Navigation Links
Overweight children at increased risk of arm and leg injuries following motor vehicle crash
Date:12/9/2008

Children who are overweight or obese are over two and a half times more likely to suffer injuries to their upper and lower extremities following a motor vehicle crash compared with normal weight children, according to a new report from the Johns Hopkins Bloomberg School of Public Health's Center for Injury Research and Policy. Overweight and obese children were overall more likely to experience injury to any body part following a crash; however this difference was not statistically significant. The results are available online at the website of the journal Injury Prevention and published in the December print edition of the journal.

"Our findings document yet another risk associated with overweight and obesity in children," said study lead author Keshia M. Pollack, MPH, PhD, an assistant professor with the Bloomberg School's Center for Injury Research and Policy. "Previous research has shown that poor-fitting car safety seats can put overweight children at greater risk for injury. We found that being overweight negatively impacts older kids involved in motor vehicle accidents as well." The study included a national sample of children 9 to 15 years old who were at least five feet tall; this height cutoff was chosen so researchers could look at the impact of crash on kids not using booster seats.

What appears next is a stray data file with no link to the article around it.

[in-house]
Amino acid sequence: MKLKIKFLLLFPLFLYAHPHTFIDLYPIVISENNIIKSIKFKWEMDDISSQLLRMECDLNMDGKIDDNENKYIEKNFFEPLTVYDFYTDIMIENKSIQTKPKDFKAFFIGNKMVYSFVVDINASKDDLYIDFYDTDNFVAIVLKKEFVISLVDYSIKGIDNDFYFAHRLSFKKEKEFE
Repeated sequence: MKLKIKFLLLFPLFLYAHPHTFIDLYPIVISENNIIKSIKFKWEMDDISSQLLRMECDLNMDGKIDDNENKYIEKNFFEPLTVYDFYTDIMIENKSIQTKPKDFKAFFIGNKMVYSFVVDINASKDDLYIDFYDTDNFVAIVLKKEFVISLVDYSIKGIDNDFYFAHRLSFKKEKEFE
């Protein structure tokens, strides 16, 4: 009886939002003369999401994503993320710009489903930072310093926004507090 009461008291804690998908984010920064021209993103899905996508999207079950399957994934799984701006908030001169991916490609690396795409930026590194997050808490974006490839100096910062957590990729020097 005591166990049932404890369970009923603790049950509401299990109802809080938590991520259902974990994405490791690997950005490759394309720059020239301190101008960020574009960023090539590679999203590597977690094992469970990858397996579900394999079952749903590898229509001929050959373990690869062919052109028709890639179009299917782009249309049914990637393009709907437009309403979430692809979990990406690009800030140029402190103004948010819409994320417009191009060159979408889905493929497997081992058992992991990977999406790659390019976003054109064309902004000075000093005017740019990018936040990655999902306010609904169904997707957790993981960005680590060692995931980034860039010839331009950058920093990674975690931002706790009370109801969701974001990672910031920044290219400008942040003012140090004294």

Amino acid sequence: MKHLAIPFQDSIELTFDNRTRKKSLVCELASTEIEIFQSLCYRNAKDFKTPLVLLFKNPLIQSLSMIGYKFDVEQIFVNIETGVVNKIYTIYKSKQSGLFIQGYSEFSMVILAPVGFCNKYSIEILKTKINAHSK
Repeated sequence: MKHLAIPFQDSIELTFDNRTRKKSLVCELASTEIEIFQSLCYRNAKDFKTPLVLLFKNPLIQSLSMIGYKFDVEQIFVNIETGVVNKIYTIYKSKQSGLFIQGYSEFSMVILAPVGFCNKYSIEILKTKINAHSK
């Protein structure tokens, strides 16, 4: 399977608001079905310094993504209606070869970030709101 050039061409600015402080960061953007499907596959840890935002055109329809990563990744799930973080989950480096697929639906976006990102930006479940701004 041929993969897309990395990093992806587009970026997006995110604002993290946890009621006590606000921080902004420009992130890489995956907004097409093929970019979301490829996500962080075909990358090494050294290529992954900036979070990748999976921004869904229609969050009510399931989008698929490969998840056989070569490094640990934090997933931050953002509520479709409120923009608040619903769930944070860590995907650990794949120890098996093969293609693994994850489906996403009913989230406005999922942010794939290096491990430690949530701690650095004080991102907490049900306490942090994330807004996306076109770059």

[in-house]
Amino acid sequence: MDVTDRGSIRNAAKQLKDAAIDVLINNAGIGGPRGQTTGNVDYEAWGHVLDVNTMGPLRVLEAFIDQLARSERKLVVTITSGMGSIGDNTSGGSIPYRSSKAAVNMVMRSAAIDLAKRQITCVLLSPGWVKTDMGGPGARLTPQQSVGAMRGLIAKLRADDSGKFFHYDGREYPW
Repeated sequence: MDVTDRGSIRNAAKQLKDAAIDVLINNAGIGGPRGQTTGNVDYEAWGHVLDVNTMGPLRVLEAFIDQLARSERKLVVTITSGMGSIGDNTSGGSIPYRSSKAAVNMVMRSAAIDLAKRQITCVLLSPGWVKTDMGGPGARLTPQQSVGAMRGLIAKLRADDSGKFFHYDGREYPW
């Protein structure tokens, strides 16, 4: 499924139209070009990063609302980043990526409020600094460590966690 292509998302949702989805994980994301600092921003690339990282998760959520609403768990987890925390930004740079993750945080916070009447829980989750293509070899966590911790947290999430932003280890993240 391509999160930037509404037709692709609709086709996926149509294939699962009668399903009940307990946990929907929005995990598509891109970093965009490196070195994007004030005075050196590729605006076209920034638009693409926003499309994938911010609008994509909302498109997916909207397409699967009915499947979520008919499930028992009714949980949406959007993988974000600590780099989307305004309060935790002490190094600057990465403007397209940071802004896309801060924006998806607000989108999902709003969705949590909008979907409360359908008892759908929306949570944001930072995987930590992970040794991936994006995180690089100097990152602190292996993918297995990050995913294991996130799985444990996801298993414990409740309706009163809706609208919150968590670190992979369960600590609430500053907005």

Pollack and colleagues analyzed data collected between 2000-2006 from the Partners for Child Passenger Safety (PCPS) study, a large child-focused crash surveillance system. All children in the study were riding in parent-operated vehicles at the time of crash. Ninety-six percent of the children were restrained at the time of the crash, with most using a lap/shoulder belt, and over half of the children were seated in the front row of the vehicle. Adjustment was made for potential confounders, including age and gender of the child, direction of initial impact, vehicle type, seating position of the child, child restraint status, age of driver, exposure of child to passenger airbag, and crash severity.